WASP (Wiskott-Aldrich syndrome protein) gene mutations and phenotype

  title={WASP (Wiskott-Aldrich syndrome protein) gene mutations and phenotype},
  author={Kohsuke Imai and Shigeaki Nonoyama and Hans D. Ochs},
  journal={Current Opinion in Allergy and Clinical Immunology},
Purpose of reviewWiskott-Aldrich syndrome (WAS) and X-linked thrombocytopenia (XLT), characterized by chronic microthrombocytopenia with and without immunodeficiency, are caused by mutations of the WAS protein (WASP) gene. WASP has been reported to interact with many cytoplasmic molecules linking cellular signaling to the actin cytoskeleton. In this review we will focus on recent molecular findings that provide a better understanding of the pathogenesis of this complex disease and explore the… 
Analysis of the domain specific function of the Wiskott Aldrich Syndrome Protein, in vitro and in vivo
It is demonstrated that mutant WASp which causes WAS in patients has normal molecular activity, but the regulation of mutant Wasp degradation is impaired in myeloid cells.
Recent advances in understanding the pathophysiology of Wiskott-Aldrich syndrome.
A full understanding of the mechanisms leading to defects in T, B, and dendritic cells still remains poorly understood is still needed to further implement new therapeutic strategies for this peculiar immunodeficiency.
A Complex of Wiskott-Aldrich Syndrome Protein with Mammalian Verprolins Plays an Important Role in Monocyte Chemotaxis1
  • S. Tsuboi
  • Biology, Medicine
    The Journal of Immunology
  • 2006
The results suggest that WASP and mammalian verprolins function as a unit in monocyte chemotaxis and that the activity of this unit is critical to establish cell polarization.
Platelets in Wiskott‐Aldrich syndrome: Victims or executioners?
An overview of the state‐of‐the art platelets as immune modulators at the interface between hemostasis and the immune system, which suggests that these cells may have a direct role in the pathogenesis of immune dysregulation in WAS.
Whole Exome Sequencing of an X-linked Thrombocytopenia Patient with Normal Sized Platelets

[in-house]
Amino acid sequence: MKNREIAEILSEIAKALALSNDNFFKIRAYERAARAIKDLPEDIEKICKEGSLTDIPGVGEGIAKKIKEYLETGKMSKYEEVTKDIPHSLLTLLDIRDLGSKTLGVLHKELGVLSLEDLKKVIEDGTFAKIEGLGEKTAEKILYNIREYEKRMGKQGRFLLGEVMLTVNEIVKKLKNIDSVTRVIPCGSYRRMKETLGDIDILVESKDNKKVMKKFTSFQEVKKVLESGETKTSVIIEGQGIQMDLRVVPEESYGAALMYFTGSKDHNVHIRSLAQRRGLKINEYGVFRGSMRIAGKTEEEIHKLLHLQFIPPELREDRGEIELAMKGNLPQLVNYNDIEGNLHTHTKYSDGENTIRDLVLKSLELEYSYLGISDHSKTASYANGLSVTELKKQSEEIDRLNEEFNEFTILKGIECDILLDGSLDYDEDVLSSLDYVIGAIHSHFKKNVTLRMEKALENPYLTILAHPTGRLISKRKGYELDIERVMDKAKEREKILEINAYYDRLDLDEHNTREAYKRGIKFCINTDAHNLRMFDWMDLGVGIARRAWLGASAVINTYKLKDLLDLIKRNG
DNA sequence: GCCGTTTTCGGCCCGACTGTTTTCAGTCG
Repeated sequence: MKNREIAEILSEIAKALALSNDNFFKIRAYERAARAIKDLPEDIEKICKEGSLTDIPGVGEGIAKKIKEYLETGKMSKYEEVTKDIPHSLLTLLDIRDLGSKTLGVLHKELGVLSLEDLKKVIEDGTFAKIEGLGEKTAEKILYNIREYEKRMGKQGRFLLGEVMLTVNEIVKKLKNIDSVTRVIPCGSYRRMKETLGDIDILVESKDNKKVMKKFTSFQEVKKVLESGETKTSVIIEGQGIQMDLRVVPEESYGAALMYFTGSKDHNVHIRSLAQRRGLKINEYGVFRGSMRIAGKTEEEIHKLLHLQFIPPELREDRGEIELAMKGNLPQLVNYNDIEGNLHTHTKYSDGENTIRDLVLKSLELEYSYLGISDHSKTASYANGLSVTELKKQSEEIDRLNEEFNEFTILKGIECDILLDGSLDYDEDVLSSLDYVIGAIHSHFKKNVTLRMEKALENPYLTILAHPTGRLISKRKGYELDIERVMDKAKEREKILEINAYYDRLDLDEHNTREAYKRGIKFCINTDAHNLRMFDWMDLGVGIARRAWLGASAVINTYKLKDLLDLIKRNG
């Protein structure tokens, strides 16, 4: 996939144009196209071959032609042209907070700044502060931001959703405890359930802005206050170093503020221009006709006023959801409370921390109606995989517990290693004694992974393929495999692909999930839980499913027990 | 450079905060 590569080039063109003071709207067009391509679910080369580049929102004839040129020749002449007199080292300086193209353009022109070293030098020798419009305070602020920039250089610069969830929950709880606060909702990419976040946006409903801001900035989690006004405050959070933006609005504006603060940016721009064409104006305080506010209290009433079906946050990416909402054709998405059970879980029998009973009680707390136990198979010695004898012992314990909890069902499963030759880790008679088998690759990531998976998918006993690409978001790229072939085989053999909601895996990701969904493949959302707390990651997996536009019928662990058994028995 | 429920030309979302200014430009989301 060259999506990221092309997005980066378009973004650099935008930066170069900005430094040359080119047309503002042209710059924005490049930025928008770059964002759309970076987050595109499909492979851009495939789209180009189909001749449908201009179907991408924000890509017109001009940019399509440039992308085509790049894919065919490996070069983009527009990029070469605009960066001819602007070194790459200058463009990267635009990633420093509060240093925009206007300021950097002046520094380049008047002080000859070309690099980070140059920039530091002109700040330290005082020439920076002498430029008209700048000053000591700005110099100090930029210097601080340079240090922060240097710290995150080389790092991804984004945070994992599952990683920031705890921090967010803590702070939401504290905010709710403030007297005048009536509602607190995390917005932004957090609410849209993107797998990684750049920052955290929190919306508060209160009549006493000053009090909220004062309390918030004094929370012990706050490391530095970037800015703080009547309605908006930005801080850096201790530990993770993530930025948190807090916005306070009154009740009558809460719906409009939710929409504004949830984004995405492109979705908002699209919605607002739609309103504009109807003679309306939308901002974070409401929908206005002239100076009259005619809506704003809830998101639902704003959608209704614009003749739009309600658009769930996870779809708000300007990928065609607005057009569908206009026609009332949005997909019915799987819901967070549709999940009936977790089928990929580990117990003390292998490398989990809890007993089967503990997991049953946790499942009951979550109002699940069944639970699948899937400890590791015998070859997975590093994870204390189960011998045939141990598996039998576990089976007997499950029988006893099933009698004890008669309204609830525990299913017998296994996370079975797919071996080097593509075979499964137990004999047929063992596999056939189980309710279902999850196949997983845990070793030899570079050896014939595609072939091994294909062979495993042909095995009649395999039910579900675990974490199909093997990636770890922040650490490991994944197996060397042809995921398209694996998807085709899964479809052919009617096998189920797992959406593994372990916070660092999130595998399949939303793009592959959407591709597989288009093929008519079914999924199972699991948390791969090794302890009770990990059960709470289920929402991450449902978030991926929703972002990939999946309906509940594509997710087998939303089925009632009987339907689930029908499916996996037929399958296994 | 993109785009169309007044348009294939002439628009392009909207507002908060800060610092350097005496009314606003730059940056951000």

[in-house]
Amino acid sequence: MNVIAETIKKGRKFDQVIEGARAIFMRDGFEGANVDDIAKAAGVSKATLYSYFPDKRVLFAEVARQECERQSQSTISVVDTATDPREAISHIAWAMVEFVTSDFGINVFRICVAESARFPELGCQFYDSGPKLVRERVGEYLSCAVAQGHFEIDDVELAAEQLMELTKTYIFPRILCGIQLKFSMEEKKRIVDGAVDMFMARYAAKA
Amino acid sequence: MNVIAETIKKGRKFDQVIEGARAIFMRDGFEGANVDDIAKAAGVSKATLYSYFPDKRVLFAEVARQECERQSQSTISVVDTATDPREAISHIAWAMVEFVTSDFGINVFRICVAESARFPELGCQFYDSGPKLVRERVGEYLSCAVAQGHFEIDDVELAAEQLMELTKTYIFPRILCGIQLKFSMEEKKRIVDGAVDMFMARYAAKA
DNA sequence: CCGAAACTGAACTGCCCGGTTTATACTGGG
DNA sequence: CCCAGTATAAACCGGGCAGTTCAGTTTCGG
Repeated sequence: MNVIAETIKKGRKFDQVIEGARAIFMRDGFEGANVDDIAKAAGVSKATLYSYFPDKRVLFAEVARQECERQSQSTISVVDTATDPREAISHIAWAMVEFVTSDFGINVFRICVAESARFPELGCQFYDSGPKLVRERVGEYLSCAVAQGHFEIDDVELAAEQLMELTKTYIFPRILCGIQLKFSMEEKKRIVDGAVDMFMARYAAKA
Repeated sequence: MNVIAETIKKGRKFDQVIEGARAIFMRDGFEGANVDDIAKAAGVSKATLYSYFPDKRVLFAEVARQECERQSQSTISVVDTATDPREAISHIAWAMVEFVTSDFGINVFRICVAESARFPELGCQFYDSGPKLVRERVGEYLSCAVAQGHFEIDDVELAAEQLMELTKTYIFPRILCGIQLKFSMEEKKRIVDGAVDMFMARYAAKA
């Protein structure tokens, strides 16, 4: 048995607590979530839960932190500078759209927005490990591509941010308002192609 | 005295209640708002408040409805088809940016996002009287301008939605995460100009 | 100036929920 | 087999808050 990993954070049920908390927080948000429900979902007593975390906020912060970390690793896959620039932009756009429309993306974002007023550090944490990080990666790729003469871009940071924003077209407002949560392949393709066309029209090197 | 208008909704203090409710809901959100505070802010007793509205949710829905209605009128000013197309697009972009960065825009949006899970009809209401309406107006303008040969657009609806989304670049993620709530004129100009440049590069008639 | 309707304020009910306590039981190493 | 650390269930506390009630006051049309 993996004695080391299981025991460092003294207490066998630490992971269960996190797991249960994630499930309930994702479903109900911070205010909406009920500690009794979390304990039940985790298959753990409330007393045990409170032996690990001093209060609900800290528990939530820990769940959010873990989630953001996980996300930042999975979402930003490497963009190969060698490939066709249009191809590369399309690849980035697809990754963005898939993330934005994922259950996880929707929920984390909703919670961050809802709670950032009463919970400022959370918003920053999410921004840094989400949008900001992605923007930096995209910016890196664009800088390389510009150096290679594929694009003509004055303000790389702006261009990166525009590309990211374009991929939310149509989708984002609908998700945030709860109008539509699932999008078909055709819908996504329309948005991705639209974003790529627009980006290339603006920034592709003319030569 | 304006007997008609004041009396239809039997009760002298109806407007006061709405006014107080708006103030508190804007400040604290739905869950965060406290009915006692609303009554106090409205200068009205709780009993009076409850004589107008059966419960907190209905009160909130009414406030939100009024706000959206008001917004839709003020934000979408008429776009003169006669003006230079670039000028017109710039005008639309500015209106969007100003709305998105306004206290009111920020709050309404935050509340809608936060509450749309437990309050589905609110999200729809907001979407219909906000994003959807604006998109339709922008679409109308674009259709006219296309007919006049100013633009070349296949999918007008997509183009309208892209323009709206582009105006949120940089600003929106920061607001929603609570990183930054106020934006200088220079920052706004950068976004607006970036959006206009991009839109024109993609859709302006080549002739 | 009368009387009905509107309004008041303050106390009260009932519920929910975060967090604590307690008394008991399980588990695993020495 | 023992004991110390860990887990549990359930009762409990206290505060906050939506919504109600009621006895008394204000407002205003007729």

A novel de novo mutation in WAS gene which truncates WASp to half of its normal size was determined as the only cause of clinical manifestation.
A Disease Mechanism Underlying Bleeding in Wiskott-Aldrich Syndrome
It is demonstrated that blocking WASP binding to CIB reduces binding of talin to the β3 cytoplasmic tail, resulting in impaired activation of αIIbβ3.
Characterization of Wiskott-Aldrich syndrome (WAS) mutants using Saccharomyces cerevisiae.
Using the las17Delta strain, missense mutations in the gene encoding WASP are analyzed and it is found that 13 mutations cause the classic WAS in humans without affecting the WASP-WIP complex formation, but may affect the activity of the complex.
Recent advances in the biology of WASP and WIP
This review has summarized recent developments in the biology of WASP and the role of WIP in regulating WASP function and also discusses WASP-independent functions of Wip.
Mechanisms of WASp-mediated hematologic and immunologic disease.
This review highlights recent advances that have enhanced the understanding of the mechanisms by which molecular defects cause hematologic and immunologic disease in Wiskott-Aldrich syndrome.


Mutations that cause the Wiskott-Aldrich syndrome impair the interaction of Wiskott-Aldrich syndrome protein (WASP) with WASP interacting protein.
Impaired WASP-WIP interaction may contribute to Wiskott-Aldrich syndrome, and point mutant analyses in the two-hybrid system and in vitro show impairment of WasP-wIP interaction with three WASP missense mutants known to cause WAS.
Novel mutations in the Wiskott‐Aldrich syndrome protein gene and their effects on transcriptional, translational, and clinical phenotypes
It is concluded that mutation analysis at the DNA level is not sufficient for predicting clinical course and studies at the transcript and protein level are needed for a better assessment.
Involvement of wiskott-aldrich syndrome protein in B-cell cytoplasmic tyrosine kinase pathway.
An in vivo reconstitution system demonstrated that WASP is physically associated with Btk and can serve as the substrate for Btk, and identification of the phosphorylation site of WASP in reconstituted cells allowed us to evaluate the catalytic specificity of Btk.
Wiskott-Aldrich syndrome in a female.
A 14-month-old girl with a history of WAS in her family who presented with thrombocytopenia, small platelets, and immunologic dysfunction has a defect in the mechanisms that lead in disease-free WAS carriers to preferential survival/proliferation of cells bearing the active wild-type X chromosome.
The pleckstrin homology domain of the Wiskott-Aldrich syndrome protein is involved in the organization of actin cytoskeleton.
Overexpression of WASP with a missense mutation in the N-terminus of the PH domain failed to induce the large cluster formation in COS-7 cells even in the presence of FCS, and it is suggested that the binding of PIP(2) to thePH domain is necessary for WASP to function properly.
Wiskott-Aldrich syndrome/X-linked thrombocytopenia: WASP gene mutations, protein expression, and phenotype.
It is concluded that missense mutations affecting the PH domain (exons 1 to 3) of WASP inhibit less important functions of the protein and result in a mild phenotype, and that complex mutations affect the 3' portion of WasP interfere with crucial functions ofThe protein and cause classic WAS.
The Wiskott-Aldrich syndrome and X-linked congenital thrombocytopenia are caused by mutations of the same gene.
Findings provide direct evidence that XLT and WAS are caused by mutations of the same gene and suggest that severe clinical phenotypes are associated with complex mutations.